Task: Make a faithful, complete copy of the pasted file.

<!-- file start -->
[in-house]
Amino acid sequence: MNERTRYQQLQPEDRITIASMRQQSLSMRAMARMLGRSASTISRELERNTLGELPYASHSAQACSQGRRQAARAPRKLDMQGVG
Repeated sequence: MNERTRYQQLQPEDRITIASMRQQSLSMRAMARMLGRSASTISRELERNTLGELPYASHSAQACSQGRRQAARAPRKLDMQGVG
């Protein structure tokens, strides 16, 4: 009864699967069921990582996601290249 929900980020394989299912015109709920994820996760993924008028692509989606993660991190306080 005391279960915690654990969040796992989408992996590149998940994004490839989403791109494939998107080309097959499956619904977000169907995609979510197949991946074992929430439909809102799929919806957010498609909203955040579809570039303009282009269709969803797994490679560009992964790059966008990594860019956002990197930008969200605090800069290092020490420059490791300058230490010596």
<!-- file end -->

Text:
[in-house]
Amino acid sequence: MNERTRYQQLQPEDRITIASMRQQSLSMRAMARMLGRSASTISRELERNTLGELPYASHSAQACSQGRRQAARAPRKLDMQGVG
Repeated sequence: MNERTRYQQLQPEDRITIASMRQQSLSMRAMARMLGRSASTISRELERNTLGELPYASHSAQACSQGRRQAARAPRKLDMQGVG
């Protein structure tokens, strides 16, 4: 009864699967069921990582996601290249 929900980020394989299912015109709920994820996760993924008028692509989606993660991190306080 005391279960915690654990969040796992989408992996590149998940994004490839989403791109494939998107080309097959499956619904977000169907995609979510197949991946074992929430439909809102799929919806957010498609909203955040579809570039303009282009269709969803797994490679560009992964790059966008990594860019956002990197930008969200605090800069290092020490420059490791300058230490010596």